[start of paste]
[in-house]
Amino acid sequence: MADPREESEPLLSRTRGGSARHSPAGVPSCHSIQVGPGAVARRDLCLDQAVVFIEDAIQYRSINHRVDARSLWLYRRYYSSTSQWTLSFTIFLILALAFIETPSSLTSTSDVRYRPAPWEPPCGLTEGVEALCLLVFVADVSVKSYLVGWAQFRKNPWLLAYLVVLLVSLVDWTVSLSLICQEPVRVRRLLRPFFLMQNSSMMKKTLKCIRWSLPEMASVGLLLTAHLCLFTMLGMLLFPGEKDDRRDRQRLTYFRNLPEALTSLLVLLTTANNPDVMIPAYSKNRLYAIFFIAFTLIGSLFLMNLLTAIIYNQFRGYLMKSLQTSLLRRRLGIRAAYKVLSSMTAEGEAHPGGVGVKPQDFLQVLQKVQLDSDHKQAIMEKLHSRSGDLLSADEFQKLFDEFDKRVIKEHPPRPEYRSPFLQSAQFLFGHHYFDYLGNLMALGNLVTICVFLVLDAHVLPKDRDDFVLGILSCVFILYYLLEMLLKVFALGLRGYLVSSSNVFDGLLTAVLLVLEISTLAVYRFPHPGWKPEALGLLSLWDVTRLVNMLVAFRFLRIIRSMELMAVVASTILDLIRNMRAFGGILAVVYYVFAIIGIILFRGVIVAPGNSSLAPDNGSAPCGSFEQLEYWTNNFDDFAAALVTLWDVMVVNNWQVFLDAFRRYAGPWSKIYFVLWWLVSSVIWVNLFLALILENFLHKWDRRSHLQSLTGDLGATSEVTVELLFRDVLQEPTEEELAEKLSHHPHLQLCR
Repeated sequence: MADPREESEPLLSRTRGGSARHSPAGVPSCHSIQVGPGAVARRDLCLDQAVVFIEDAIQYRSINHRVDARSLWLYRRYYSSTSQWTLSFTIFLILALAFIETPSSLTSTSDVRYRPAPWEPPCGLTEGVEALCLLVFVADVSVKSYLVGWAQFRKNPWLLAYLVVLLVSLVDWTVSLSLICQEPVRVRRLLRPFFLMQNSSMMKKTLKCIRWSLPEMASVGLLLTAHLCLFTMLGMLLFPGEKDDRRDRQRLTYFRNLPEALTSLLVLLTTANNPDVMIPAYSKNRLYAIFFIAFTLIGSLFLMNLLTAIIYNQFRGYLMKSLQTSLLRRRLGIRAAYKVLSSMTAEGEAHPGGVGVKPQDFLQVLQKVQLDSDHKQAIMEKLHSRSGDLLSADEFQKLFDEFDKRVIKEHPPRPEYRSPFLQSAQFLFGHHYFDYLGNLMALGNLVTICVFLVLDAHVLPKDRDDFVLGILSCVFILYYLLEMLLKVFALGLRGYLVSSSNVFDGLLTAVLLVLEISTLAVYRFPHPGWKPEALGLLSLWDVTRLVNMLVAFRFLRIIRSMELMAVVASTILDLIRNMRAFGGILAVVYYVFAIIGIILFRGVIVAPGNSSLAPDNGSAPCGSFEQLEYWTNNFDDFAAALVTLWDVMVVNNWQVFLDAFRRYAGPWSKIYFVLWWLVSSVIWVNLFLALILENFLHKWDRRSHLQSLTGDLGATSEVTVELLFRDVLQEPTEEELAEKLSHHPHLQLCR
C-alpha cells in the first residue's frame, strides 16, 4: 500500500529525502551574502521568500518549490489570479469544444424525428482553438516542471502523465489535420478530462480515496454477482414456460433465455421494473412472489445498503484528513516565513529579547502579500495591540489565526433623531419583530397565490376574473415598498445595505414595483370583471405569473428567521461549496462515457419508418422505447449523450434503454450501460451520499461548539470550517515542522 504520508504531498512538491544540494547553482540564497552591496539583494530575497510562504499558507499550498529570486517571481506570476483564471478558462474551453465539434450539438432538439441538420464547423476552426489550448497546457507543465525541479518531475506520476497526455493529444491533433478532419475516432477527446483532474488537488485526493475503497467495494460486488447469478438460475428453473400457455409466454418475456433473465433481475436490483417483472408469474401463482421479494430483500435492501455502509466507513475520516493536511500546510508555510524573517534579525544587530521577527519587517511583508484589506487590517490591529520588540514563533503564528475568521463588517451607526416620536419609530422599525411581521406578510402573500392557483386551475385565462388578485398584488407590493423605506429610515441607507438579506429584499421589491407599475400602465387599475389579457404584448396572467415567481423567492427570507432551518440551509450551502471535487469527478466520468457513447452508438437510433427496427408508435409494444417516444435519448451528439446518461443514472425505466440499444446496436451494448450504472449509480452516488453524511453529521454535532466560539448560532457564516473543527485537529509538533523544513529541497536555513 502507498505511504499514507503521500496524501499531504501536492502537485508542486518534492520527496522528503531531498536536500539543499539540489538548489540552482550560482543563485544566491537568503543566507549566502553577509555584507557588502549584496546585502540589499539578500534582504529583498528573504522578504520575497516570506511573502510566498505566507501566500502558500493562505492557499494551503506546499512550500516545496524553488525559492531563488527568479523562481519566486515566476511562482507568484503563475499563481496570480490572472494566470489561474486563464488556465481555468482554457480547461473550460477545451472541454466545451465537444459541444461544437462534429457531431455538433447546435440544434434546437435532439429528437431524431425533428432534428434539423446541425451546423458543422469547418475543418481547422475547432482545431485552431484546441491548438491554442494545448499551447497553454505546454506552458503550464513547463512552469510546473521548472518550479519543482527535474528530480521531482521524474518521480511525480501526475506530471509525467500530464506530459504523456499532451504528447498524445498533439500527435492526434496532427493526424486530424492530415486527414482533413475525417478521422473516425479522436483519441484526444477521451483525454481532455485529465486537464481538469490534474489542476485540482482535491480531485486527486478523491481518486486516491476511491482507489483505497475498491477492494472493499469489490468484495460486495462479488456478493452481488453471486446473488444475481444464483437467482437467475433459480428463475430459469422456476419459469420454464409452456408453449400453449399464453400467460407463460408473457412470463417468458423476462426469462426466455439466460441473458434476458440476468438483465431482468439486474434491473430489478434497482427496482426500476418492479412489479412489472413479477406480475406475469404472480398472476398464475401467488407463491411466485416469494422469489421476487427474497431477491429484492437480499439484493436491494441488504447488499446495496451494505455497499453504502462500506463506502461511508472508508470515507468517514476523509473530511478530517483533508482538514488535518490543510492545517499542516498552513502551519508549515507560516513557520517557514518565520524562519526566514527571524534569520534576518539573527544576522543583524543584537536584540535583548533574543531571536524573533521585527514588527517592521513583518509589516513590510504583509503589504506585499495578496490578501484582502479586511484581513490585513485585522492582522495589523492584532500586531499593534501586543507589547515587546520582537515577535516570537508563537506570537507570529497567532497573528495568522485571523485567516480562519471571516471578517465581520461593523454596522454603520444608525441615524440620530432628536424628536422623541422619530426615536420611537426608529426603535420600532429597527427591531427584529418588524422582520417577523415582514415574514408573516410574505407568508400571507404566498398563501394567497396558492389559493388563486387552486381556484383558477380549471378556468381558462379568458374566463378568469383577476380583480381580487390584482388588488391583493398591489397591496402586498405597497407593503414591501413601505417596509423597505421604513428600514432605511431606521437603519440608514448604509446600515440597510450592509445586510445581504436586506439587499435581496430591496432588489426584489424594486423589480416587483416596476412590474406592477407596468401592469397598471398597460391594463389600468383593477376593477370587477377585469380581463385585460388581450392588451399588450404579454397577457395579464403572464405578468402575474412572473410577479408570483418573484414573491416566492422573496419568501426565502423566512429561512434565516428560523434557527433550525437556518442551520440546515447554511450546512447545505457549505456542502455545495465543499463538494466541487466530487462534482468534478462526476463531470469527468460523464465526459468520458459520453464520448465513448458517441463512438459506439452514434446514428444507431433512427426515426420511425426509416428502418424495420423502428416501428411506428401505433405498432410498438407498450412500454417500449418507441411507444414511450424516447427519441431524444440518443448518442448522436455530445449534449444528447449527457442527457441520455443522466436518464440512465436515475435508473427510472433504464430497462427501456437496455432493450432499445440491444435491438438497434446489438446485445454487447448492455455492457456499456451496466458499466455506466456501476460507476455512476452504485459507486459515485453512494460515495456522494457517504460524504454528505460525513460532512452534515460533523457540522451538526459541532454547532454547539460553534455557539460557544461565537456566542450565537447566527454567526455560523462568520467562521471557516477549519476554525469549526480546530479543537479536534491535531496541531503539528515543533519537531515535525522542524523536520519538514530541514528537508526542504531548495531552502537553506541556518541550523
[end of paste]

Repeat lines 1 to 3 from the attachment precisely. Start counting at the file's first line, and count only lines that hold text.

[in-house]
Amino acid sequence: MADPREESEPLLSRTRGGSARHSPAGVPSCHSIQVGPGAVARRDLCLDQAVVFIEDAIQYRSINHRVDARSLWLYRRYYSSTSQWTLSFTIFLILALAFIETPSSLTSTSDVRYRPAPWEPPCGLTEGVEALCLLVFVADVSVKSYLVGWAQFRKNPWLLAYLVVLLVSLVDWTVSLSLICQEPVRVRRLLRPFFLMQNSSMMKKTLKCIRWSLPEMASVGLLLTAHLCLFTMLGMLLFPGEKDDRRDRQRLTYFRNLPEALTSLLVLLTTANNPDVMIPAYSKNRLYAIFFIAFTLIGSLFLMNLLTAIIYNQFRGYLMKSLQTSLLRRRLGIRAAYKVLSSMTAEGEAHPGGVGVKPQDFLQVLQKVQLDSDHKQAIMEKLHSRSGDLLSADEFQKLFDEFDKRVIKEHPPRPEYRSPFLQSAQFLFGHHYFDYLGNLMALGNLVTICVFLVLDAHVLPKDRDDFVLGILSCVFILYYLLEMLLKVFALGLRGYLVSSSNVFDGLLTAVLLVLEISTLAVYRFPHPGWKPEALGLLSLWDVTRLVNMLVAFRFLRIIRSMELMAVVASTILDLIRNMRAFGGILAVVYYVFAIIGIILFRGVIVAPGNSSLAPDNGSAPCGSFEQLEYWTNNFDDFAAALVTLWDVMVVNNWQVFLDAFRRYAGPWSKIYFVLWWLVSSVIWVNLFLALILENFLHKWDRRSHLQSLTGDLGATSEVTVELLFRDVLQEPTEEELAEKLSHHPHLQLCR
Repeated sequence: MADPREESEPLLSRTRGGSARHSPAGVPSCHSIQVGPGAVARRDLCLDQAVVFIEDAIQYRSINHRVDARSLWLYRRYYSSTSQWTLSFTIFLILALAFIETPSSLTSTSDVRYRPAPWEPPCGLTEGVEALCLLVFVADVSVKSYLVGWAQFRKNPWLLAYLVVLLVSLVDWTVSLSLICQEPVRVRRLLRPFFLMQNSSMMKKTLKCIRWSLPEMASVGLLLTAHLCLFTMLGMLLFPGEKDDRRDRQRLTYFRNLPEALTSLLVLLTTANNPDVMIPAYSKNRLYAIFFIAFTLIGSLFLMNLLTAIIYNQFRGYLMKSLQTSLLRRRLGIRAAYKVLSSMTAEGEAHPGGVGVKPQDFLQVLQKVQLDSDHKQAIMEKLHSRSGDLLSADEFQKLFDEFDKRVIKEHPPRPEYRSPFLQSAQFLFGHHYFDYLGNLMALGNLVTICVFLVLDAHVLPKDRDDFVLGILSCVFILYYLLEMLLKVFALGLRGYLVSSSNVFDGLLTAVLLVLEISTLAVYRFPHPGWKPEALGLLSLWDVTRLVNMLVAFRFLRIIRSMELMAVVASTILDLIRNMRAFGGILAVVYYVFAIIGIILFRGVIVAPGNSSLAPDNGSAPCGSFEQLEYWTNNFDDFAAALVTLWDVMVVNNWQVFLDAFRRYAGPWSKIYFVLWWLVSSVIWVNLFLALILENFLHKWDRRSHLQSLTGDLGATSEVTVELLFRDVLQEPTEEELAEKLSHHPHLQLCR